2. Thanks for #blogboost and it’s magic of bringing me to your site. Here is my tentative attempt to say thanks to you for reaching out to touch others and encourage writers. I find these daily posts a challenge for me, however without some effort pushing against a challenge there will never be any positive change. I am still amazed how some people find things in a piece of written work that the author never intended to put there of even knew was there. It almost seems like they are being misquoted or misinterpreted. However, for the reader, it does not matter what the authors purpose was at the time of reading, as long as the “Ahh Haa” moment inspires the reader to be more aware or more creative,

  3. Your blog reminds me of one of the quotes from one of my favorite movies, “Storm of the Century.” It’s not completely apt, but there is a connection.

    “By and large Constable, the good is an illusion. Little fables that folks tell themselves so they can get through their days without screaming too much.”

    Again, not completely apt, but there was something you wrote that reminded me of it.

  4. You posts are always so well thought out and written, and they always make me think and reevaluate myself and my writing. Thank you.

  5. As the great Pete Seeger said, “I want songs on people’s lips, not in their ears”. The great Tyner Gillies echoes this sentiment–stories need to be in people’s minds and hearts, on paper, or told aloud. Sharing them is the key, just like the songs. Words are marvellous entities, able to elevate and devastate, with the gamut between of human emotions. Instead of reducing communications to 144 characters, we should be using more words! I am guilty of phoning rather than writing; I am guilty of indulging in one of those awful reality shows once yearly; I never diarize or blog despite many requests so to do. Why? Essentially, I suppose, laziness. Too, that “price we have to pay” is one which must be considered. How much energy is there to spare…enough for a small step, or enough for the major leap which might result in so much more? You’re on the money, Tyner…personal communication and story-telling are falling into disuse, marking a truly great divergence in our use of language. Technology, we…disparage you? worship at your feet? I have a hard time deciding.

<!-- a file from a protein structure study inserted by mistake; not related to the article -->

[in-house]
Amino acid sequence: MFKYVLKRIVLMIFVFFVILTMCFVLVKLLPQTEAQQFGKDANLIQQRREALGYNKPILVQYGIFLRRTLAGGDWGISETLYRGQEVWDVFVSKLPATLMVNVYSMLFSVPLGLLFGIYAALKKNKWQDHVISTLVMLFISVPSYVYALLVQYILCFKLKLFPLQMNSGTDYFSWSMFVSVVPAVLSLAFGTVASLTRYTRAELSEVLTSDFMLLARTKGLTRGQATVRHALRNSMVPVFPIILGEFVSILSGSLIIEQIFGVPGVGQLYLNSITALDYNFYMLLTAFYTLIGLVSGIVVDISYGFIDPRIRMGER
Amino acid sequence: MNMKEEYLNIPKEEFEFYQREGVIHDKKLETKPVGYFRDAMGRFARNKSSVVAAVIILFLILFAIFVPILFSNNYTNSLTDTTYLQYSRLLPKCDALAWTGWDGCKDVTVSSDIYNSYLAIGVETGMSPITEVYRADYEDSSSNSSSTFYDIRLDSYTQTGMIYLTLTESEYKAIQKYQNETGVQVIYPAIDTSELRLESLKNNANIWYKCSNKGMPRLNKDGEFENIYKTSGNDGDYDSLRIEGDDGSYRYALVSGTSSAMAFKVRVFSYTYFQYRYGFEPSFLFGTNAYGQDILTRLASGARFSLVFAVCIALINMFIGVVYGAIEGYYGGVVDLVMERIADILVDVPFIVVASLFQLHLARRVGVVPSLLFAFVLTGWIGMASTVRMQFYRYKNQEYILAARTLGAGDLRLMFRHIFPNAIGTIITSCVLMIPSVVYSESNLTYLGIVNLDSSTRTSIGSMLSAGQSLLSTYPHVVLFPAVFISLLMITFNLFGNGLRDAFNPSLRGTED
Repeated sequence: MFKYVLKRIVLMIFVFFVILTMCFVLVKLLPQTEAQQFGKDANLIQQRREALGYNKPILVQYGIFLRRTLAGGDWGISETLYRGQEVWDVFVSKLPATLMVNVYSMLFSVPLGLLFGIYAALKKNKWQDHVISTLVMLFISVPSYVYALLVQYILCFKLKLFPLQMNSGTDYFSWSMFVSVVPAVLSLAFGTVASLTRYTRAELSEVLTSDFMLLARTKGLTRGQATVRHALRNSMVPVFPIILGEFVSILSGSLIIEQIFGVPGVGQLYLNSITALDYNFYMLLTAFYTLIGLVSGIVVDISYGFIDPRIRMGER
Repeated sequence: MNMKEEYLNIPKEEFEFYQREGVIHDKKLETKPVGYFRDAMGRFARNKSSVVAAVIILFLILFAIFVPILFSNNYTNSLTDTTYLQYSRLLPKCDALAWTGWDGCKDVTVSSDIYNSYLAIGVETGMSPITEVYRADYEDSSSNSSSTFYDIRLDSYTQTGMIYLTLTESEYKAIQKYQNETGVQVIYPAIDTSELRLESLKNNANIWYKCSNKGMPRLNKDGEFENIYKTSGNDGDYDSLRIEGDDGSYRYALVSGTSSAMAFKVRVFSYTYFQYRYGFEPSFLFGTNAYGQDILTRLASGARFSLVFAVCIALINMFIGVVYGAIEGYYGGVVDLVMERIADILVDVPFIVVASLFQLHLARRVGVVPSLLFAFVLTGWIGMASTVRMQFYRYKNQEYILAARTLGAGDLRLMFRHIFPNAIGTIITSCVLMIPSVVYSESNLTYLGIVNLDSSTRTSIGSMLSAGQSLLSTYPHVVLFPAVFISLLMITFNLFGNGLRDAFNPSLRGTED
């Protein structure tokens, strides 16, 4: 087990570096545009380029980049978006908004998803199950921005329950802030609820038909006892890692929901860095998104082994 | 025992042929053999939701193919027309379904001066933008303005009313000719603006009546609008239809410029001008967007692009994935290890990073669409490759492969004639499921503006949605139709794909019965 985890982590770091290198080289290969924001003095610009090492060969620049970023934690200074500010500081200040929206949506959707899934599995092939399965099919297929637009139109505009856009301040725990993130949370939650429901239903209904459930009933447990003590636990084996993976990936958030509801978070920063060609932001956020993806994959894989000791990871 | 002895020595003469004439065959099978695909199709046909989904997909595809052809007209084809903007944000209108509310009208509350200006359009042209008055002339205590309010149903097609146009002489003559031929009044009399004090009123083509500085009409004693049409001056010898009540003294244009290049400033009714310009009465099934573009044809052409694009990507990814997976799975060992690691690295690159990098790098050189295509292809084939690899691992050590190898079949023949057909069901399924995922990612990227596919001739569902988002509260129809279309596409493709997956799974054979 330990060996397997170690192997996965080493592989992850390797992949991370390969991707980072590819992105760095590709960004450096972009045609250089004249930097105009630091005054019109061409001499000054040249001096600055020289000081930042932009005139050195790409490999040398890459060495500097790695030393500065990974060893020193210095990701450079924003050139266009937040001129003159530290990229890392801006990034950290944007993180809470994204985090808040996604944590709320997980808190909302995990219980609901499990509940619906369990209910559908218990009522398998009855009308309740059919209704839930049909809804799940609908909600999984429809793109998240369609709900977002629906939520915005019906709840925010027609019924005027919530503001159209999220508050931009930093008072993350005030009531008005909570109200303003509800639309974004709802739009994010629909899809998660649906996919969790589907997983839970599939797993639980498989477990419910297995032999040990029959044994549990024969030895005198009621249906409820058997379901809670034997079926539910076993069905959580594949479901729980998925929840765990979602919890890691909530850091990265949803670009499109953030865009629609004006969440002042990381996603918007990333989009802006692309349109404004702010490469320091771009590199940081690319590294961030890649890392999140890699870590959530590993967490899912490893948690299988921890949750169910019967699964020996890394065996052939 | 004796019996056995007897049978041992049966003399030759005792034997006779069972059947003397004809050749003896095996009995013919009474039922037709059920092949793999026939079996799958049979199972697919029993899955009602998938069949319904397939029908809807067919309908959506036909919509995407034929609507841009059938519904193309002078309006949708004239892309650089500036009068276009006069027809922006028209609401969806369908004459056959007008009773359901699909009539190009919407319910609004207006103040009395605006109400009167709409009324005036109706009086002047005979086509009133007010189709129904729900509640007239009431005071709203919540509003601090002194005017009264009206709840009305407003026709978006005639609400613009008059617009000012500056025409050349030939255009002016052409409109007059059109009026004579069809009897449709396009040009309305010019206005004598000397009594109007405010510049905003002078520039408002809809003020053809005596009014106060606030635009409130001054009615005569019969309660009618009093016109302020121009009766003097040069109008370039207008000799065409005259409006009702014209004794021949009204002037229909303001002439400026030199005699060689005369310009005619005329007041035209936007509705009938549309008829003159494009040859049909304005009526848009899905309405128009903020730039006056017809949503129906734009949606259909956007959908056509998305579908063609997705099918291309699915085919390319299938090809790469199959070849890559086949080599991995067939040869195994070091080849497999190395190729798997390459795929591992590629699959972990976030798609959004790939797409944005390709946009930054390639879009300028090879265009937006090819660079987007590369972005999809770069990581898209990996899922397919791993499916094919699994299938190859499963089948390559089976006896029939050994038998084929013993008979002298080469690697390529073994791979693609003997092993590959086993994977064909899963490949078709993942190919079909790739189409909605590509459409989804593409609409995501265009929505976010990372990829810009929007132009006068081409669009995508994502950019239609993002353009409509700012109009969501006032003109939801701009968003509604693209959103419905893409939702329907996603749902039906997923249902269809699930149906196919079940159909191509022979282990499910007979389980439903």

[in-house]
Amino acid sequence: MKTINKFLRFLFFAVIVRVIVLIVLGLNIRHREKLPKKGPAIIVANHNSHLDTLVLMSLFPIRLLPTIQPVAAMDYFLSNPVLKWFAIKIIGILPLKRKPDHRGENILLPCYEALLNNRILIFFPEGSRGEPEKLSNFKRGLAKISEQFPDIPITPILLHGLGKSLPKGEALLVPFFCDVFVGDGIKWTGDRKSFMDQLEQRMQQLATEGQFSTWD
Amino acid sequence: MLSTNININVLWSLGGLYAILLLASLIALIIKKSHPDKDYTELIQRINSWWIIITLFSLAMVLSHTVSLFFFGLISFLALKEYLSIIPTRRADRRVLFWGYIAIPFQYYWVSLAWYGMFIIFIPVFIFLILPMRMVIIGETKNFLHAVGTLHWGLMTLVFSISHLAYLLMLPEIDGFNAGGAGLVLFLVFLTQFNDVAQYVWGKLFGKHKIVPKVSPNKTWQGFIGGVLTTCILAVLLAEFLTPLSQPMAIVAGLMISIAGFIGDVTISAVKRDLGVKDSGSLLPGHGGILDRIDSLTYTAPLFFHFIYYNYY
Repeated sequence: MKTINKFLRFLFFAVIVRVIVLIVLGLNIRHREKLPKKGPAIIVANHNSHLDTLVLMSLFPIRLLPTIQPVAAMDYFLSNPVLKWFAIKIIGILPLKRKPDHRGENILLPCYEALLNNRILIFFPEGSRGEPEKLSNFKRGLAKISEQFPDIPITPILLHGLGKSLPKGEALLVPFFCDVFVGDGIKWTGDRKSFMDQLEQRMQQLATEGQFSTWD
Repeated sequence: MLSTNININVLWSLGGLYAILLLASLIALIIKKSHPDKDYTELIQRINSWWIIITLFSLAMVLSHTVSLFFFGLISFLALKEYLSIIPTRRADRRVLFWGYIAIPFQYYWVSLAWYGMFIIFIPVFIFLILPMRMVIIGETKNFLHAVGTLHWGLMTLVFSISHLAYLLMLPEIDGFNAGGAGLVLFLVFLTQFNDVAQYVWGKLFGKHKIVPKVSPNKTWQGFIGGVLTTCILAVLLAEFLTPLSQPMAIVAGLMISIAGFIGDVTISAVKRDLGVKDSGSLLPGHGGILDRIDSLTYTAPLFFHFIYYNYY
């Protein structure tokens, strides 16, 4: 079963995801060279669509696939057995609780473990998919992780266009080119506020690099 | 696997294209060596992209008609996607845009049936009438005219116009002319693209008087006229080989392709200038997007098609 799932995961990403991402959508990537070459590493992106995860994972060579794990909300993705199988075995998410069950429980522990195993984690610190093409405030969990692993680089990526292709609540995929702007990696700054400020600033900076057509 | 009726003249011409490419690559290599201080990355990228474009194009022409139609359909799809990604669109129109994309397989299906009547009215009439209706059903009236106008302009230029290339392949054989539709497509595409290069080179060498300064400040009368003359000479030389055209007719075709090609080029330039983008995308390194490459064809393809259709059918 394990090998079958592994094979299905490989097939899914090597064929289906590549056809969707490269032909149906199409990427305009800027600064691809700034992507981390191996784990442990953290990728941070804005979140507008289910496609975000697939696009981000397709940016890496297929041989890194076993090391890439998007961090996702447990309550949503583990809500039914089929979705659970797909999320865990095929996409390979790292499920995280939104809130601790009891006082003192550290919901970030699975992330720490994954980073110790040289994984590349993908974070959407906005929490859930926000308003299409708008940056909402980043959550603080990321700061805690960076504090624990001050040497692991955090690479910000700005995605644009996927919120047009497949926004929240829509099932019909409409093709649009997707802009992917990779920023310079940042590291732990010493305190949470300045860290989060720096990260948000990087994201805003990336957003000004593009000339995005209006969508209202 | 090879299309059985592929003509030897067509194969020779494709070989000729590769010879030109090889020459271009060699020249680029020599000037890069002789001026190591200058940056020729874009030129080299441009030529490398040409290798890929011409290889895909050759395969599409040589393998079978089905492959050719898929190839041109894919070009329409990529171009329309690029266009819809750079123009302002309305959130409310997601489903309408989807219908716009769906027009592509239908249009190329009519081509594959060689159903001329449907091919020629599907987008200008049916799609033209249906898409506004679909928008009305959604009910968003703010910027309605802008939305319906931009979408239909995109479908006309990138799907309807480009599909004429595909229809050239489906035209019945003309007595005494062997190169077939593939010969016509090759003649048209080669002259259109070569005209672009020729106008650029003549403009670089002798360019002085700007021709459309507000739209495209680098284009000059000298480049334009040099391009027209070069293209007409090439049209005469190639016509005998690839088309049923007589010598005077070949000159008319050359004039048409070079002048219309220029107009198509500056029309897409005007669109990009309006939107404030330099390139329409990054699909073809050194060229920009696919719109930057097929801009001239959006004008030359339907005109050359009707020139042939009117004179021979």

6. Kathleen

    In a way, you are touching (no pun intended) on a deeper issue about our present day methods of communication to one another. We compete to be heard, yet so few of us stop to listen as often as we should. The only price to pay to listen is time, and it is finite, or at least at this point in my journey, it is rapidly getting into shorter supply! Everytime we meet someone be it on the internet or on the street, they have a story to tell us, sometimes it isn’t the pretty tale we want to hear, but that is where a good writer comes in. You can take that nugget, that chance meeting, that circumstance and hammer out a literary jewel. The price has been your time on all accounts. So many people rush past good stories on their way to this and that.

    I watch tv, probably too much. Some reality tv does make me think. It makes me think, “What the hell were they thinking”? Some shows like Sister Wives and Little People generate a lot of interesting discussion of our societies tolerance or not for deviation of the norm.

    I read fiction to escape the day to day of my own human condition, to stimulate my mind, to be entertained, taken to new worlds and meet well written characters. I read blogs to learn what others are thinking. Keep hitting the keys on the keyboard Tyner!

  7. Really nice post. I am a television junkie, and whenever someone asks what I like about a particular show, the answer always begins with something about the story– characters and their journey, intelligent dialogue–whatever it is that keeps the story moving along. Consequently, I cannot abide reality television. My standard reply is, “I like my television scripted–and admittedly so.” So thanks for the shout-out to the importance of the story, whatever story gets to you.